Question number two. Are articles in PubMed Central generally also indexed in PubMed? Your answer there? No cheating. Yes. Yes, absolutely. Articles in PubMed Central are generally also indexed in PubMed. They tend to work hand in hand.
And question number three. Do PubMed and PMC have the same rigorous requirements for full-text XML? The answer is no. We just talked about number three, so for PubMed, it's typically a relatively quick process, XML header-type info. Whereas PMC requires a lot more information. A lot longer process. All right. So if you graded yourself, if you got 100, let me know in the chat. If you didn't make 100, also let me know in the chat, and just let me know how you did on this quiz. All right, let's move along here and let's, let's talk a little bit more about: why do publishers put content on PubMed Central? What are the benefits to them?
Basically they do it for four main reasons. First of all, there's the idea of increased discoverability and access. When you're you're researching, you obviously want your content to be accessed by the largest audience possible, and PubMed Central is certainly the preeminent repository of this kind of information. Another great benefit is that it allows you to archive your articles, really in perpetuity. Journal publishers might come, they might go, but over time, ideally, the library, the US National Library of Medicine, will be there, and so this allows you to archive them separately from, you know, what the publisher's website might have or what some other database might have, in some way that's there for the common good.
Another great one is that you get a lot of increased exposure because you're integrating with the other databases that are part of the National Library of Medicine and NCBI. Um, sometimes it's really just important because maybe your funder is requiring that content to be in PubMed Central. All right, um, from there let's move on and let's talk about the process itself.
So how do we get a journal into PubMed Central? Well, first of all, I'll tell you, they do actually have this whole process lined up over here. And there's a website here, and we're gonna give you this in, there's, a handout that includes all the links to this kind of thing, but there is a process that's outlined here on their website that walks through a lot of this detail, but I'll hit it from kind of a high level here today. All right? So first of all, you've got the process of just submitting the application. Because you're submitting content here, you have to give them some basic information.
An important thing to understand here is that when you're submitting content to PubMed Central, it's not books or a journal article; what you're typically getting approved is an actual full journal, right? So what they're going to want to know is, who publishes this journal? Who's the management of this journal? What's the journal title? What's the ISSN? When was it published? How often is it published? You know, what's the website? And then they want to know, you know, links around what your various policies are for editorial or peer review and things like that. So you submit all that information, kind of as the first step, just to make sure, well, to prove that you're a reputable journal, and that your content deserves to go on this site. Once you pass that step, they move into an application screening process.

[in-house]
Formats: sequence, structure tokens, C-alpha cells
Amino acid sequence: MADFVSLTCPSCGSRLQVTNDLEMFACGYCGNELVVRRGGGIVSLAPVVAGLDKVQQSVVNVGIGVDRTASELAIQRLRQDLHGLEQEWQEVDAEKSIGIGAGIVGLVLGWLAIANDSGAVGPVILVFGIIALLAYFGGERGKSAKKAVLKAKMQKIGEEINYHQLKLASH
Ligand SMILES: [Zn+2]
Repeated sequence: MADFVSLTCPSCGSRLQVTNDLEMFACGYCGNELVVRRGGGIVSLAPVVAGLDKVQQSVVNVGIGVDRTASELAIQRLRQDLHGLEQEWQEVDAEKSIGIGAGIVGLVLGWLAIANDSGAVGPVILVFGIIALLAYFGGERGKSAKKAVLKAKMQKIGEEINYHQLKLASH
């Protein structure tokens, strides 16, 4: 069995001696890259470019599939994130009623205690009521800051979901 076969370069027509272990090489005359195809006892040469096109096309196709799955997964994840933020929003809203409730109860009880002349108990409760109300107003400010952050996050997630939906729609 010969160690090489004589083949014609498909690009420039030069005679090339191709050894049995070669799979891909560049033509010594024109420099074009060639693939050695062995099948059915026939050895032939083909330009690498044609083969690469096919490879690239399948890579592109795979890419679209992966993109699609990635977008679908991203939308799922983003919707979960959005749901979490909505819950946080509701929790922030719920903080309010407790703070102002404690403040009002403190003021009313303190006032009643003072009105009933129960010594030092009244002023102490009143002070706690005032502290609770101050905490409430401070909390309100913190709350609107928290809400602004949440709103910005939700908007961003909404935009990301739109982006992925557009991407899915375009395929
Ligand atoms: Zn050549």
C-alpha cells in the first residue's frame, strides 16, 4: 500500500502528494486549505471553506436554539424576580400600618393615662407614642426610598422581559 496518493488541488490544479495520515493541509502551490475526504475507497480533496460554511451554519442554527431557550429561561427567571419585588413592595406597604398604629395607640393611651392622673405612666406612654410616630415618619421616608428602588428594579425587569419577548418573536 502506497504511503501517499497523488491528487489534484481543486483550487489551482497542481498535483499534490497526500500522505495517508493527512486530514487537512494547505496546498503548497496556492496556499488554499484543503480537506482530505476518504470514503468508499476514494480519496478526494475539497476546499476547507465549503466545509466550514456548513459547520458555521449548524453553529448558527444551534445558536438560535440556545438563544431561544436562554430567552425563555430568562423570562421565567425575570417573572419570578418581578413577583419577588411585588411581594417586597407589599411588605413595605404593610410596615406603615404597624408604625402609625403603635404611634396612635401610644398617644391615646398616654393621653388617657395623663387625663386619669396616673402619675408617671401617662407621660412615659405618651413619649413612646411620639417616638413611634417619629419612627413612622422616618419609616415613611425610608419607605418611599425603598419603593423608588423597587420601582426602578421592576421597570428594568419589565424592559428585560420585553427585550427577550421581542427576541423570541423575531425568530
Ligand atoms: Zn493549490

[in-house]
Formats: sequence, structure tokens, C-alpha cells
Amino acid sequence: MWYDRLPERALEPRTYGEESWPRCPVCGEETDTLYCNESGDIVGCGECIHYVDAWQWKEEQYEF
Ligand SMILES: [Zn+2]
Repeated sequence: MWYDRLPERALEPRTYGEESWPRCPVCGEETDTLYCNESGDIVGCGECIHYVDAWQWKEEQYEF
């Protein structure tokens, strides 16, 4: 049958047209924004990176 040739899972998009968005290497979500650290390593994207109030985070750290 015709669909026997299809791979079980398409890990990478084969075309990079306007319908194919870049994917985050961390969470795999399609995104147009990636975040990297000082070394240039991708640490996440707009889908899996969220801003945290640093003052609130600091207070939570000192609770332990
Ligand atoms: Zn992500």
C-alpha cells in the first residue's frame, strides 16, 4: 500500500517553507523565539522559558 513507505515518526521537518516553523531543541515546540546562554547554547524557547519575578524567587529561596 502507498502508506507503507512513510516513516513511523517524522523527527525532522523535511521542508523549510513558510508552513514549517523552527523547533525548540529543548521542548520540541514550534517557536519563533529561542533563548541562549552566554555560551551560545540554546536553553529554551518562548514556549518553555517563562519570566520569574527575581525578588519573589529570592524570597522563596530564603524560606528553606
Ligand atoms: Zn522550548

So, the people at PubMed Central start looking at the journal, and they start asking a lot of different questions. So they start asking, you know, is this peer-reviewed content? Is it the right kind of content? Is this biomedical content, does it actually belong here on this site or does it belong on some other database, um, what are these author affiliations that we've got? Are they, are they appropriate for this kind of content? Are the article types relevant? So it's kind of a high-level application screening there to give the idea of, from a macro perspective, does this continent fit?
From there, they move into a more detailed view, which is the scientific quality review. This, this is really intended to be a review of the content itself. It's a content review, not a format review. And if you're already indexed in MEDLINE, you generally don't have to be, won't go through too much more in terms of the scientific quality review. If you're not in MEDLINE already, they're going to start asking questions like What's the scientific rigor here? Did the authors apply the scientific method, did they provide full transparency in providing their supporting data, things like that. They're going to want to know, you know, is this, is there good editorial quality here? Whatever your articles claim, are those claims clear and logical?
The figures and the tables that they've added, are those well constructed, do they really contribute to that? So they do look at both scientific rigor and editorial quality, and then ultimately, they come back and tell the publishers, you know, if you made it or not. If you don't make it, you are eligible to re-apply in 24 months. And that's pretty consistent across the way here. I will say also theere's full criteria online for this scientific quality review. They walk through all of the different questions that they ask. Lots of, lots of sample questions. I wouldn't worry too much about scratching down that website, because we've included it in this handout, but you can certainly, you're encouraged to go and take a look.